In the all-time classic action movie, Die Hard, Hans Gruber, the character portrayed brilliantly by Alan Rickman, says “when Alexander saw the breadth of his domain, he wept for there were no more worlds to conquer.” While India’s cricketing conquests are far from complete, their display over the last two years has been close to perfect in home conditions. However, the bigger battles come up in the next 12-15 months when they journey to South Africa, England and Australia.

South Africa, in particular, has presented India with an almighty challenge for over 25 years now. Ever since their first tour of South Africa in 1992, India have always struggled with the bounce, pace and movement on offer. In their last three tours, however, India have won two Tests and came extremely close to winning another on their most recent visit. With an extraordinarily successful home season behind them, India must believe that this is their finest chance to upstage an opponent going through a transition phase.

The History

The 1990s were a tough decade for India when it came to away tours. However, at the turn of the millennium, their fortunes swung. Under Sourav Ganguly, the team went on to challenge all top teams and drew a series in England (2002) and in Australia (2003-04). South Africa, though, proved a bridge too far.

In the 2006 series, India started brilliantly in Johannesburg, bowling the hosts out for just 84 and taking a 1-0 lead. Defensive batting and an inability to seize the initiative led to defeats in the next two Tests. When they returned in 2010-11, they faced up to a South African team that had drawn two Test series in India in 2008 and 2010. India were crushed on a difficult track in the first Test in Centurion but bounced back superbly in Durban, winning by 87 runs. They had their moments in the third Test but had to settle for a draw.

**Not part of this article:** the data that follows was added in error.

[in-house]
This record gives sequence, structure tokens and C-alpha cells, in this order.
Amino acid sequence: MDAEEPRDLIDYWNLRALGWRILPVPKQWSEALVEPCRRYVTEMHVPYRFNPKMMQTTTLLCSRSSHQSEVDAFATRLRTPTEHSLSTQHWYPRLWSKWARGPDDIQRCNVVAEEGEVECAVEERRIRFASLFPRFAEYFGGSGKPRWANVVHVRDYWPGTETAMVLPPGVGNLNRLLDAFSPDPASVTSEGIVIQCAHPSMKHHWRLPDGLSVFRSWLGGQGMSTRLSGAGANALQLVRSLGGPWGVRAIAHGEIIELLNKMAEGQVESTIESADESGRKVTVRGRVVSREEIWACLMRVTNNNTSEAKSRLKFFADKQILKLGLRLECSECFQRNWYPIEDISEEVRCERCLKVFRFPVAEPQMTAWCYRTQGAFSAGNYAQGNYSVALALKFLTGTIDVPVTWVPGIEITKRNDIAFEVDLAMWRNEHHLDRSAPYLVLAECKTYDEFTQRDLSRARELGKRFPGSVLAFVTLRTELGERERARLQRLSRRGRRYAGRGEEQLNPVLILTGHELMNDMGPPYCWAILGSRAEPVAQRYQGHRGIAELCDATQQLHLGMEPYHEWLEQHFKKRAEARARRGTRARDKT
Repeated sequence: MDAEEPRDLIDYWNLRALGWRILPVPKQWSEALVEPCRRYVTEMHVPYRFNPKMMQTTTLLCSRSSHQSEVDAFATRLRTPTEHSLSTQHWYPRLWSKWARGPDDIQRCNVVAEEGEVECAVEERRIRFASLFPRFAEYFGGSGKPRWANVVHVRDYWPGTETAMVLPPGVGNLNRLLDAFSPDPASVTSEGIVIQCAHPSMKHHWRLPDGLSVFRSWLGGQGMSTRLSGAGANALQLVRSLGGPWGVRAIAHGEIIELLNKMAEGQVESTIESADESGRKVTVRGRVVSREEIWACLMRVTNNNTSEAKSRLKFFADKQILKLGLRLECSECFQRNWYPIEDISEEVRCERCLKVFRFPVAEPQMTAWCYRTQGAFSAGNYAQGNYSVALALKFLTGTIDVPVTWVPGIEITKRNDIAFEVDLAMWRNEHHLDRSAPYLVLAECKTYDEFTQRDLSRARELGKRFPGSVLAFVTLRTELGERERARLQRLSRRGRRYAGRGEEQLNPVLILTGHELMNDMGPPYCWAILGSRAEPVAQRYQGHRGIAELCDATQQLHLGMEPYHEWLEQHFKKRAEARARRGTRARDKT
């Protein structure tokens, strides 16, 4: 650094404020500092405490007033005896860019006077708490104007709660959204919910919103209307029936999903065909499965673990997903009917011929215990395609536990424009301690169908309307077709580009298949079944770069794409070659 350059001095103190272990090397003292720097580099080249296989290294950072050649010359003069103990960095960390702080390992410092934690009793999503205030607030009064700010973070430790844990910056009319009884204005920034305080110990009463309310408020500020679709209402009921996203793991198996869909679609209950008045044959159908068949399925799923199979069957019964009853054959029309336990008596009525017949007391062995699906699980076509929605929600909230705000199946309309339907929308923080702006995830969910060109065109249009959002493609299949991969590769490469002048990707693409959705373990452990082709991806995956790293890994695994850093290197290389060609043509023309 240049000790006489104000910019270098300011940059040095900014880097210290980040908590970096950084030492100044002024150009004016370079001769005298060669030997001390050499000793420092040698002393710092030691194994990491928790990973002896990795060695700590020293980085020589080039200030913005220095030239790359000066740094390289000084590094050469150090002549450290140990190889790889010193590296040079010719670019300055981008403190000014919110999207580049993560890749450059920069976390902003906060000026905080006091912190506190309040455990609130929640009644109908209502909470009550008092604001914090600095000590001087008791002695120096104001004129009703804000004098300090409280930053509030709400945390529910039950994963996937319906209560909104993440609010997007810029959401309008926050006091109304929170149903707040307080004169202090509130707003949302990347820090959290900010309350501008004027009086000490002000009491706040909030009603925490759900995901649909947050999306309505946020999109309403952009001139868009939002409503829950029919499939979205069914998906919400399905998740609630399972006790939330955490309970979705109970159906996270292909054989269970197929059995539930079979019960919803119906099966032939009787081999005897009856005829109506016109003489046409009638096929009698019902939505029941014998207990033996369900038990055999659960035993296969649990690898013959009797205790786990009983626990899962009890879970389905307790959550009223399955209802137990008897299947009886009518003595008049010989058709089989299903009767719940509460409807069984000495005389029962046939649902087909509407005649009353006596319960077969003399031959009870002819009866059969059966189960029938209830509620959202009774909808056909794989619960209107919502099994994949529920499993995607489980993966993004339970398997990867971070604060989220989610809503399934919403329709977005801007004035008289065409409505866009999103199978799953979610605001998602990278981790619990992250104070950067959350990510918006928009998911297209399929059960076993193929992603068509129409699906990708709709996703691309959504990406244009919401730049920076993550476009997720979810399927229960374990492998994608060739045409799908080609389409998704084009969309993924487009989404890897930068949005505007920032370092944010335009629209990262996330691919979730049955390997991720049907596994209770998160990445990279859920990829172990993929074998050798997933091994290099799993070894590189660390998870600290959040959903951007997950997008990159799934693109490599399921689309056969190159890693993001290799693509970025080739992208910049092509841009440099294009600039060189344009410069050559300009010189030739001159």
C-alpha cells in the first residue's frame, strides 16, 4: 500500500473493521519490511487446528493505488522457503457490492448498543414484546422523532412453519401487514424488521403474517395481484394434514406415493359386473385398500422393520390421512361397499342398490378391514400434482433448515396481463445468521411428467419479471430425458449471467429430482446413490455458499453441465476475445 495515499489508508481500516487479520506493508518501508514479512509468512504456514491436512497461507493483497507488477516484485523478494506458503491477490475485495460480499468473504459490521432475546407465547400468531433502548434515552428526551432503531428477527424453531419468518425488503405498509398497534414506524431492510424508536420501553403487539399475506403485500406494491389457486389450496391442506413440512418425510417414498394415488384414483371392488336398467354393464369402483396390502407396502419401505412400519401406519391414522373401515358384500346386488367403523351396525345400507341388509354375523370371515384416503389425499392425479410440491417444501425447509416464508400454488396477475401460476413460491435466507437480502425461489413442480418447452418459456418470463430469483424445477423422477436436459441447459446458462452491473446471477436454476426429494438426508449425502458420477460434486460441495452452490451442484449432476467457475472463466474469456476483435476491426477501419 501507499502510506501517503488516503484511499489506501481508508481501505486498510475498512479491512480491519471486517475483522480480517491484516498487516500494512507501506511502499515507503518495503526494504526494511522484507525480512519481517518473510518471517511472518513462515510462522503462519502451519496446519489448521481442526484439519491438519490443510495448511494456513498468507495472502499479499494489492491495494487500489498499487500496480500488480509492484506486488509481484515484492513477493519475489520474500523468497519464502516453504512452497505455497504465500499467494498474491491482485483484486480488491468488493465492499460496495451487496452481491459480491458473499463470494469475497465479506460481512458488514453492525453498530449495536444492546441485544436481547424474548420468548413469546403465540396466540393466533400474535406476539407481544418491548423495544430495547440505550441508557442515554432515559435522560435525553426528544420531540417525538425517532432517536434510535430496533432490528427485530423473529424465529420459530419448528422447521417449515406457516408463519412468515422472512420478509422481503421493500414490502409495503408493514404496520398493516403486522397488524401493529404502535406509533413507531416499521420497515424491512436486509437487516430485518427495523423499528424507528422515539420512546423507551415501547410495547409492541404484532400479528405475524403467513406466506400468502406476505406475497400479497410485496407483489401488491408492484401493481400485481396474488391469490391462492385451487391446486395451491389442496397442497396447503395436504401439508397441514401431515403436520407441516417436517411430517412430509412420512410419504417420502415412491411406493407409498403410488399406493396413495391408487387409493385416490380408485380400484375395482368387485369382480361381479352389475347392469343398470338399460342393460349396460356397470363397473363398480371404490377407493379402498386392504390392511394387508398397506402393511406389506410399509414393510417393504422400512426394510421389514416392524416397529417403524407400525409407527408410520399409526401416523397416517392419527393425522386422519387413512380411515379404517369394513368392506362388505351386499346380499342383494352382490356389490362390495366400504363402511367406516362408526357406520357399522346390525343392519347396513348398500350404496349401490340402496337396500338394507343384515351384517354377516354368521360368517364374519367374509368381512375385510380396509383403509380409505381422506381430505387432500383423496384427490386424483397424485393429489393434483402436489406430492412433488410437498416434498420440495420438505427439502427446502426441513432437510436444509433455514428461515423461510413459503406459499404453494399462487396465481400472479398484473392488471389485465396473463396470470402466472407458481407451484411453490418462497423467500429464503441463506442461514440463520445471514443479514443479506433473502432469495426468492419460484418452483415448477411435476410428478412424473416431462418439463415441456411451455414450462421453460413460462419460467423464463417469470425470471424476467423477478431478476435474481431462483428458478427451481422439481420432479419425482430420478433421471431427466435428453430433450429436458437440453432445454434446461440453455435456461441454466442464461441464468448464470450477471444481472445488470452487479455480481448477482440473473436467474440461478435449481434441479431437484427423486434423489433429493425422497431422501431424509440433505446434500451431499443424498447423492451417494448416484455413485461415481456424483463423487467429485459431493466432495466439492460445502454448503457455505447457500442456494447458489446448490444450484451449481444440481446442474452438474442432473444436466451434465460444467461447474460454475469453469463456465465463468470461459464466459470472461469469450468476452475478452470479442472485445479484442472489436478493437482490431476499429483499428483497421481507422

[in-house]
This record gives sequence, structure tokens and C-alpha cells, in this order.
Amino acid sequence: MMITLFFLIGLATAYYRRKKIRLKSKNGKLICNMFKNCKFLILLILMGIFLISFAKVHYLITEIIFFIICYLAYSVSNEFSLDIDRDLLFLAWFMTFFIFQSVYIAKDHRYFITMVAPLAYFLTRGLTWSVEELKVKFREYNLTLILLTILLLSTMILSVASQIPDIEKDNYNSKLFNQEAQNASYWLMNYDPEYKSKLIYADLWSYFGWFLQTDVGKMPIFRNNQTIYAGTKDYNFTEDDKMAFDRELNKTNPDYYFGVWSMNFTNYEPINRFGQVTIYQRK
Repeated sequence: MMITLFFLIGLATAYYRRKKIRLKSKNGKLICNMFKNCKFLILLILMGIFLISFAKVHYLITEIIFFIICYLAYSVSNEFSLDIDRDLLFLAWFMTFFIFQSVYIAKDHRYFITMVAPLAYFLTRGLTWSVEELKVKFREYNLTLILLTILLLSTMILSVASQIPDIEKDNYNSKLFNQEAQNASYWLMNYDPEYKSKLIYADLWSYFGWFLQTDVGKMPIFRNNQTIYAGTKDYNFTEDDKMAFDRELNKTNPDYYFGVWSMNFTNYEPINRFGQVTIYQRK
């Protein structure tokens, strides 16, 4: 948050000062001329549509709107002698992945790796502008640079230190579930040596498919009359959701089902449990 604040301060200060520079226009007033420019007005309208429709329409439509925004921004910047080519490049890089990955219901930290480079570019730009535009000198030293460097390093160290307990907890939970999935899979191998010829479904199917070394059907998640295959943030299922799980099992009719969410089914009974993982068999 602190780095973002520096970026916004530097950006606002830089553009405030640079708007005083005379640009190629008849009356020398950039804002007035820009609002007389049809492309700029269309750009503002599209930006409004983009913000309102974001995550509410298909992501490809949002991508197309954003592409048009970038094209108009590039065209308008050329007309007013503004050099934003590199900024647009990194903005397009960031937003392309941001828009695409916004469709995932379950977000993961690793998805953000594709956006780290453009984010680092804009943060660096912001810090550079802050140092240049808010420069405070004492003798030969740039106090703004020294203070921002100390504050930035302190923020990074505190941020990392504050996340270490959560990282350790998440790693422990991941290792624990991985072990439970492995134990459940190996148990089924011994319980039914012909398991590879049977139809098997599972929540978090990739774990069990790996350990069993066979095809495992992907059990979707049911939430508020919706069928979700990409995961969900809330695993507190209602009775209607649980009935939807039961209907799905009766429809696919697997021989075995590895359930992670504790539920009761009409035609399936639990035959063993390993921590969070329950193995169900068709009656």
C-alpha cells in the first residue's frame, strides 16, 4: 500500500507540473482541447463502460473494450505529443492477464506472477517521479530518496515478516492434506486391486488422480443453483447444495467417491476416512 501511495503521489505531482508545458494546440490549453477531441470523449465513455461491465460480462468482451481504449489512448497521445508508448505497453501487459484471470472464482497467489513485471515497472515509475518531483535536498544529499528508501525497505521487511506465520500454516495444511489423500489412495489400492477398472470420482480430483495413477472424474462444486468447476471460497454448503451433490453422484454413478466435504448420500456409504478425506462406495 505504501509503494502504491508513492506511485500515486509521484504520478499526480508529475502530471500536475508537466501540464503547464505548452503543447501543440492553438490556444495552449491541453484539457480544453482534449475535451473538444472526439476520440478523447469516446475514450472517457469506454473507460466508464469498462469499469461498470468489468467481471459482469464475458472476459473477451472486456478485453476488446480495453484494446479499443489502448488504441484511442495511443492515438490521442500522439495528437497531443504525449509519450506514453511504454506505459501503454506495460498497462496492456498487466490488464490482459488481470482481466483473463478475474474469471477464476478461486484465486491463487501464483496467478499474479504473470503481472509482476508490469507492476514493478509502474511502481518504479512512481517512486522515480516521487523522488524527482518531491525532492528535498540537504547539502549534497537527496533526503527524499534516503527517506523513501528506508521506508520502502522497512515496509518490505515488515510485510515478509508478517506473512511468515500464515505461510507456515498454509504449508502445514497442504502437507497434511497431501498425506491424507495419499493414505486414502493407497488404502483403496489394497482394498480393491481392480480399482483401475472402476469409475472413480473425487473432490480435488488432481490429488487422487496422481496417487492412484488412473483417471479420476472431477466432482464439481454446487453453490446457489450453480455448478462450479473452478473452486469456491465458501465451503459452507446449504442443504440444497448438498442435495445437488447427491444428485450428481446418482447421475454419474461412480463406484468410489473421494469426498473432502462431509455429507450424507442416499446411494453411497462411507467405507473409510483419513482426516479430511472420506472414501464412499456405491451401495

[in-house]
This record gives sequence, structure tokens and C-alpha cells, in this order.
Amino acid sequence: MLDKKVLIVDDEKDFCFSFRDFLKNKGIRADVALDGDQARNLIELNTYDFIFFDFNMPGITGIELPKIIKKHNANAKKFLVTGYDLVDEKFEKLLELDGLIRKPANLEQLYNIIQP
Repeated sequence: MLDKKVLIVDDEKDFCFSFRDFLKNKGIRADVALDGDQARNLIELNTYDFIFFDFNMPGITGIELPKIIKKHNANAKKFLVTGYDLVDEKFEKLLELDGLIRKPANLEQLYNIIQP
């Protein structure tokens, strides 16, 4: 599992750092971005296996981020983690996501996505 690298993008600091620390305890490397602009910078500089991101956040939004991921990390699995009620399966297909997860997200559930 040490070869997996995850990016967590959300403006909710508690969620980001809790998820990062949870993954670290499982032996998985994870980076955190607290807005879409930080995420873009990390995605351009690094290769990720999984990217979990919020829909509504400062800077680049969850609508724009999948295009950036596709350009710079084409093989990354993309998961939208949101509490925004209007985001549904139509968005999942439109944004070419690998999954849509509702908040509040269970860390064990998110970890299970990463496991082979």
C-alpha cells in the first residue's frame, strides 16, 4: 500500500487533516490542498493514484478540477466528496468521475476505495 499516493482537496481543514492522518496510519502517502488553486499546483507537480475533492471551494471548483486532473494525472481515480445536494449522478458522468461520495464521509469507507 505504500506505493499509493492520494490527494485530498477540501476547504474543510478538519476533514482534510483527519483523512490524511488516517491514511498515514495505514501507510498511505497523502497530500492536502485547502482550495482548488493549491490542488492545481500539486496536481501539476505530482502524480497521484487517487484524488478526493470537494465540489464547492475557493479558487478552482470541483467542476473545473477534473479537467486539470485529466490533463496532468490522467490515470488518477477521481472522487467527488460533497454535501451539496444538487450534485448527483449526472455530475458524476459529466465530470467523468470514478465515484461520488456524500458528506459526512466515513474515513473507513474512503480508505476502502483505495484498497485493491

On their previous tour (2013-14), India came ever so close to a win at the Wanderers but a magnificent partnership between Faf du Plessis and AB de Villiers turned the contest with South Africa ending just short of a record chase of 458. Dale Steyn blew India away in the next Test in Durban and set up a ten-wicket win, leaving India without a single series win in South Africa.

A contest never short on drama, controversy, and high-quality performances, the India-South Africa Test series does promise to be a massive test for both teams.

Testing conditions

India’s top-order batsmen (1-3) had no clue on their first three tours of South Africa, averaging 17.52, 24.6 and 26 respectively. The struggle continued in the 2006 series too (average 23.4) but the average went up to 29.6 in 2010-11 and 42 in the previous tour.